"They were like, 'We have oysters with us, they're in the trunk of our car, do you want to taste them?' And I was like, 'I don't know...,'" Lucero remembers, laughing. But after learning more about the Croxton family history and what they were trying to do in bringing back the native oysters, "we finally gave in," she says. "We ended up loving them, and the relationship continued from there."
Ryan and Travis kept in touch with Sheila and the team at Jax, sending them different oysters to try. Eventually, the idea of having Rappahannock Oyster Co. grow something specifically for the restaurant was born. The Croxtons began growing Emersums, the proprietary name created by Query for the Crassostrea virginica served at Jax, in 2010. "We took a few trips out there to see the lay of the land," Lucero recalls, experiences that gave her insight into the product and helped her develop training materials for staff. "For me, it was really full circle, like, 'Oh, it all makes sense now.'"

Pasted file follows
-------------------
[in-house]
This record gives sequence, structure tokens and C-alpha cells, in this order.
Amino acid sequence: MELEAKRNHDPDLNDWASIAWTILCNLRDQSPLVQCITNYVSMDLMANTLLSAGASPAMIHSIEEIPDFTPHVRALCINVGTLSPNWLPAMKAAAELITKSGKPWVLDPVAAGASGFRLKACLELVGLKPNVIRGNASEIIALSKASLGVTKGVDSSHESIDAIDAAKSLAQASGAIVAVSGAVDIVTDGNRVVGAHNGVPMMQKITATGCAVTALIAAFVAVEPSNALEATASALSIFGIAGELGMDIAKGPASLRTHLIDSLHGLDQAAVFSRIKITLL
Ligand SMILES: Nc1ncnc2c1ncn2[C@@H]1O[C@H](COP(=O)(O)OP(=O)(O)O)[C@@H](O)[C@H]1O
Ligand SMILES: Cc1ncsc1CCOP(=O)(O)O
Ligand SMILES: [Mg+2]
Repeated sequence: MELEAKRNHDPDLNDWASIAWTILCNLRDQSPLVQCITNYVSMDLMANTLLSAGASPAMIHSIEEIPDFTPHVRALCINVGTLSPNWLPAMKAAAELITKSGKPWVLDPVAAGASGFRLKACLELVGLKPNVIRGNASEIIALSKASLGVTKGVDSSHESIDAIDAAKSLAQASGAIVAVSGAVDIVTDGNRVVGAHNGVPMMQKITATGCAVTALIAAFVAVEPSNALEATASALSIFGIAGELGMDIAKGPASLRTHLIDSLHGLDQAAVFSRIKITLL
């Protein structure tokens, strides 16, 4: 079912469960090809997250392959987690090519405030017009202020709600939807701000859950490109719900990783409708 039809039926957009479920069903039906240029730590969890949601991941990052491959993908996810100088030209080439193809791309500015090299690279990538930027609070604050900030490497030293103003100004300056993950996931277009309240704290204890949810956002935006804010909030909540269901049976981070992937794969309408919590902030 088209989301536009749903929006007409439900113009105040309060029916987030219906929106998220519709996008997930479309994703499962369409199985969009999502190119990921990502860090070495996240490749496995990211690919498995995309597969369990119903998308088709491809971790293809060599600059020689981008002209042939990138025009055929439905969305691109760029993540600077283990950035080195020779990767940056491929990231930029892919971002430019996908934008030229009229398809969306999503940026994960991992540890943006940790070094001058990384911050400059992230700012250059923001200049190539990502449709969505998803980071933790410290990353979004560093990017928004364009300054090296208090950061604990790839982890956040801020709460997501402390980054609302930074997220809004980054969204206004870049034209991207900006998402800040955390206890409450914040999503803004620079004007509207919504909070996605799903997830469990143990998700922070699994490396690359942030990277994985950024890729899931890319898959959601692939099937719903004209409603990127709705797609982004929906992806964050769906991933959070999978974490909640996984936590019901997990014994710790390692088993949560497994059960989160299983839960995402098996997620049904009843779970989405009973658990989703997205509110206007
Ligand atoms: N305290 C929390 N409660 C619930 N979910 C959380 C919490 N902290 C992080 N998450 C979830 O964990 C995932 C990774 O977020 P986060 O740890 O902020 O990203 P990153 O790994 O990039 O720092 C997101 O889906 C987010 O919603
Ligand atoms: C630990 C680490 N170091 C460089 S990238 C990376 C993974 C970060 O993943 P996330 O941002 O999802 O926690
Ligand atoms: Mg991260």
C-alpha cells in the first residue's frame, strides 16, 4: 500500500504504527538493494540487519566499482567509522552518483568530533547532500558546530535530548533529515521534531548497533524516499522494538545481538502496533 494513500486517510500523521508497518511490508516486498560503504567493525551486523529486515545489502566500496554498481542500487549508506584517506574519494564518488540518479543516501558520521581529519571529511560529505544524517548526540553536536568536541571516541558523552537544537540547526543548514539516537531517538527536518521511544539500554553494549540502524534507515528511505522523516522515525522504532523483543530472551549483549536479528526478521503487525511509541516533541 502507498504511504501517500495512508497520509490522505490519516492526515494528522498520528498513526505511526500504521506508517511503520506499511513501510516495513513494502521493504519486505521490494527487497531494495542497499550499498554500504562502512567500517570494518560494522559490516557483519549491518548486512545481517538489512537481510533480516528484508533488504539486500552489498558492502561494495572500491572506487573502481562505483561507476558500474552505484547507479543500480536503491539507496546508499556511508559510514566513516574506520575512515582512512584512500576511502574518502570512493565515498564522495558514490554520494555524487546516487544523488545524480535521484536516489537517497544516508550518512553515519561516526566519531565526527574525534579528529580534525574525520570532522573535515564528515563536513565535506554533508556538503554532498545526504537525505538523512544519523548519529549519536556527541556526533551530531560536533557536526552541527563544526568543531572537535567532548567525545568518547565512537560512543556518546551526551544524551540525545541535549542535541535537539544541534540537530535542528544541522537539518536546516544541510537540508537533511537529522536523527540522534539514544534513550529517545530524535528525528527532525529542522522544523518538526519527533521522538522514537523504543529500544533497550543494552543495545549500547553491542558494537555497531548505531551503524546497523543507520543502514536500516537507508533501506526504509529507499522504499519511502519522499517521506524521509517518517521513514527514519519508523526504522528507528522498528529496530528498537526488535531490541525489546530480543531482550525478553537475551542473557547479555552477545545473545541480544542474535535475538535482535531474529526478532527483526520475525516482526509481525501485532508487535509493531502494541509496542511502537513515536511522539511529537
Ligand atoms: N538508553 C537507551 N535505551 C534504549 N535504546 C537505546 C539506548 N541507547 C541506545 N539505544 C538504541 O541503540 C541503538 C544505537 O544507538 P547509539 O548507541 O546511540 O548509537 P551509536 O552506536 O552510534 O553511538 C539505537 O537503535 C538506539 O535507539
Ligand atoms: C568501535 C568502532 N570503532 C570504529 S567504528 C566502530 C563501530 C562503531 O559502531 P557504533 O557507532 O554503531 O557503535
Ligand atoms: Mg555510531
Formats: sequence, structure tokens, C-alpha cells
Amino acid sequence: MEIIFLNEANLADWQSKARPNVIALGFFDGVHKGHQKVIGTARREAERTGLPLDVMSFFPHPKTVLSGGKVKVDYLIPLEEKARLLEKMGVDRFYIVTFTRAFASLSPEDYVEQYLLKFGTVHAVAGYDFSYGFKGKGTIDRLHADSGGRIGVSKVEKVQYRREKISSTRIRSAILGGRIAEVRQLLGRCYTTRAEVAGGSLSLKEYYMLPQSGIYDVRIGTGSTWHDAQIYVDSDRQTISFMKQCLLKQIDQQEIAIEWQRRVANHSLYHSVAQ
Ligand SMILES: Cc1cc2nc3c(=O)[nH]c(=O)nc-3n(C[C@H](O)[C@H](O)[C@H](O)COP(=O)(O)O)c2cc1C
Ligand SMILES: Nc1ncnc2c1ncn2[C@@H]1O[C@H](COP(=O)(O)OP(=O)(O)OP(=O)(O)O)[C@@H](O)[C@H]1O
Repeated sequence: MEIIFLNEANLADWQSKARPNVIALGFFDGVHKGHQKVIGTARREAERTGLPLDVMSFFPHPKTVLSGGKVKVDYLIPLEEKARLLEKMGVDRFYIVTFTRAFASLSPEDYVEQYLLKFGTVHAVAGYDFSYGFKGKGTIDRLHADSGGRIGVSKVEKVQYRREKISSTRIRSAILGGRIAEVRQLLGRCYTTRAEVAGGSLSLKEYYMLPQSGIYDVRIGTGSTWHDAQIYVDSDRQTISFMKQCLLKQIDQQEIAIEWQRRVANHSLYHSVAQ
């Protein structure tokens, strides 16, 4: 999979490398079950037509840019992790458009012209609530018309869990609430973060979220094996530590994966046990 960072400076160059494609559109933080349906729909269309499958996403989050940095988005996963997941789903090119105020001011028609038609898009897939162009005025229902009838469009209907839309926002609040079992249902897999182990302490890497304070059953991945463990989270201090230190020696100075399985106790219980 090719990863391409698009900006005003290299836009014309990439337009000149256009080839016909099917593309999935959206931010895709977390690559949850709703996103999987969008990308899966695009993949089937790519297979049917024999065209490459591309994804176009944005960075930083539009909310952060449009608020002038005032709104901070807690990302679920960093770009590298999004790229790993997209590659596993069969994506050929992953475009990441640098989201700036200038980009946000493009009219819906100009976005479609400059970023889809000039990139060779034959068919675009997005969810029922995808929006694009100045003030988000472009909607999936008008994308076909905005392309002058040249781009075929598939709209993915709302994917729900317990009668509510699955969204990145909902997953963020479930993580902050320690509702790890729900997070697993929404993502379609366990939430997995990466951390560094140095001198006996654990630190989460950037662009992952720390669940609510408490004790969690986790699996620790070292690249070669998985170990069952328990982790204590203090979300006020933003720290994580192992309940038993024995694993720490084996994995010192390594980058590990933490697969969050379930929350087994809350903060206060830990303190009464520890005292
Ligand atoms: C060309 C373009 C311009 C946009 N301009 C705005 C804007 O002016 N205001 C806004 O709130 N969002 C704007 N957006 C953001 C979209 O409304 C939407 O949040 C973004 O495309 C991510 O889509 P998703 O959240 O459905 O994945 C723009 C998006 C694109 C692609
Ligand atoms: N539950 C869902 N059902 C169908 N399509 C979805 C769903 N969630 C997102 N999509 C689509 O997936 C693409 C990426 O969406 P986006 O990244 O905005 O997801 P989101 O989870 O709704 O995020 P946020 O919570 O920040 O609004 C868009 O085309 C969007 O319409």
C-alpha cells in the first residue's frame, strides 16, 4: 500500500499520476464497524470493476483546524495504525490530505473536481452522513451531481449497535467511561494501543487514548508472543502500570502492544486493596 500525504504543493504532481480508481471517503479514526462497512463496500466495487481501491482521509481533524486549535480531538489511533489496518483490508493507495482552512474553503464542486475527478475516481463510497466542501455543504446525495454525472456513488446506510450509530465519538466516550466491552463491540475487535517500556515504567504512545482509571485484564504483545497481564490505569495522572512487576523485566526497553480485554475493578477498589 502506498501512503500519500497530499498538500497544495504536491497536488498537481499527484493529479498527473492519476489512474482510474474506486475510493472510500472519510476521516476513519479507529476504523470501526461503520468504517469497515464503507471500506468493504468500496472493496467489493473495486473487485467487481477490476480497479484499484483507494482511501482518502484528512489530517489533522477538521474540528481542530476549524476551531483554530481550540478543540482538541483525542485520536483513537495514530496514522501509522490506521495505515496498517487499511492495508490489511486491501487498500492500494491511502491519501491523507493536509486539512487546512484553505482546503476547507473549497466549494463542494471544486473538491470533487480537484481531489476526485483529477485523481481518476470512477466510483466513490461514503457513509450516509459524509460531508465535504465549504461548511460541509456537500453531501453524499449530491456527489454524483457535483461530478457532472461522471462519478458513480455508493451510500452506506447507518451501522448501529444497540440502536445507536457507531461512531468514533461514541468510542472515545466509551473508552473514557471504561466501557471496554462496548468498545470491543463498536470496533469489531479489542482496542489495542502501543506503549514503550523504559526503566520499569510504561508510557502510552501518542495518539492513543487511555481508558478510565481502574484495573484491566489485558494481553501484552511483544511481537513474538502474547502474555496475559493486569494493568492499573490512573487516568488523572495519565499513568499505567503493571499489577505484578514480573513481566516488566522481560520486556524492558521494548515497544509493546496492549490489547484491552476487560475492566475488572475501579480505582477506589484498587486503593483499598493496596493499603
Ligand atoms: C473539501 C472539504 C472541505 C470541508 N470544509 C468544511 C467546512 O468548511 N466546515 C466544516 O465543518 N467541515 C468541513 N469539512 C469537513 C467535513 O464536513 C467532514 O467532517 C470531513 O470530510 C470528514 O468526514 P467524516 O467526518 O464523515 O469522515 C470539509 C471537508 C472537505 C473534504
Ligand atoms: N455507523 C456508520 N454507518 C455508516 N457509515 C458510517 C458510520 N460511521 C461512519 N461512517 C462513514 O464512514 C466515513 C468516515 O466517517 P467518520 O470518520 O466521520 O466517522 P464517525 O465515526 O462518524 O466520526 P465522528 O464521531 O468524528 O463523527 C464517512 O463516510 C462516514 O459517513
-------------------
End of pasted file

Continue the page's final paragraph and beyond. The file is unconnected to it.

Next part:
The Croxtons have used that feedback to continue to learn and improve. "It's cool now to see how far they've come and how their nursery is growing, and how they've switched up the methods over the years as they're figuring out what yields the best oyster," Lucero says.
Even though Denver is far from the Rappahannock River, the experience of eating a Crassostrea virginica at Jax is identical to that of eating one within sight of the aquatic farm where they're grown — minus the waterfront view. "Some of the freshest seafood is going to be in places that have a really efficient airport," Ryan says, "and Denver's got one of the biggest and best airports in the country."
While eating local is lauded in Colorado, consuming products like Emersums have other benefits. "Oysters are one of the few food-production streams that have little to no impact other than a positive," Ryan notes. "Most of the food we grow in America is to feed animals. ... We don't grow any of [the food for the oysters]. This is all ambient food and, in fact, it's in excess in our waters because we have so few filter feeders to filter it out, so without [oysters], we have an imbalance."
The current number of oysters in the water is about 1 percent of what it was in 1900. "That's an imbalance, so we need to get more in there," Ryan concludes. "So in this case, eating oysters means putting oysters back into our waters and getting that filtering benefit from it, getting the excess nutrients out of it and balancing our waterways."